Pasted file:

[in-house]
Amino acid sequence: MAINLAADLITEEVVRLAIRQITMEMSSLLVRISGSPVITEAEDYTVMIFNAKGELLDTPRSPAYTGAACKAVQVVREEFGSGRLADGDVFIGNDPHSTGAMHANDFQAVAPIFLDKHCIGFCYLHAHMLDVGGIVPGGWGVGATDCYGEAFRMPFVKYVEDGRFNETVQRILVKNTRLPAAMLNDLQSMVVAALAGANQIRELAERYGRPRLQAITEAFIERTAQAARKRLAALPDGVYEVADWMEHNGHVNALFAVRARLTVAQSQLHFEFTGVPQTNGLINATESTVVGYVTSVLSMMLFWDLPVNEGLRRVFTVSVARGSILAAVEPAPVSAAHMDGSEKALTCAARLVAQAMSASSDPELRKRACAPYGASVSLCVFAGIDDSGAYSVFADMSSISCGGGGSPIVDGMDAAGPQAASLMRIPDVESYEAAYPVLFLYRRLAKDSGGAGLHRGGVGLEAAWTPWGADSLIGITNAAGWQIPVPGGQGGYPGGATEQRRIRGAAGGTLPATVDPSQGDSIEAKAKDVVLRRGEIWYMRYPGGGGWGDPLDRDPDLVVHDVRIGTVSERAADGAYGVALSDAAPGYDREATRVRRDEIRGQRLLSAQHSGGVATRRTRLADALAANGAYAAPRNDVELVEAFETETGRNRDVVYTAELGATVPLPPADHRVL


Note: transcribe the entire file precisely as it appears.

[in-house]
Amino acid sequence: MAINLAADLITEEVVRLAIRQITMEMSSLLVRISGSPVITEAEDYTVMIFNAKGELLDTPRSPAYTGAACKAVQVVREEFGSGRLADGDVFIGNDPHSTGAMHANDFQAVAPIFLDKHCIGFCYLHAHMLDVGGIVPGGWGVGATDCYGEAFRMPFVKYVEDGRFNETVQRILVKNTRLPAAMLNDLQSMVVAALAGANQIRELAERYGRPRLQAITEAFIERTAQAARKRLAALPDGVYEVADWMEHNGHVNALFAVRARLTVAQSQLHFEFTGVPQTNGLINATESTVVGYVTSVLSMMLFWDLPVNEGLRRVFTVSVARGSILAAVEPAPVSAAHMDGSEKALTCAARLVAQAMSASSDPELRKRACAPYGASVSLCVFAGIDDSGAYSVFADMSSISCGGGGSPIVDGMDAAGPQAASLMRIPDVESYEAAYPVLFLYRRLAKDSGGAGLHRGGVGLEAAWTPWGADSLIGITNAAGWQIPVPGGQGGYPGGATEQRRIRGAAGGTLPATVDPSQGDSIEAKAKDVVLRRGEIWYMRYPGGGGWGDPLDRDPDLVVHDVRIGTVSERAADGAYGVALSDAAPGYDREATRVRRDEIRGQRLLSAQHSGGVATRRTRLADALAANGAYAAPRNDVELVEAFETETGRNRDVVYTAELGATVPLPPADHRVL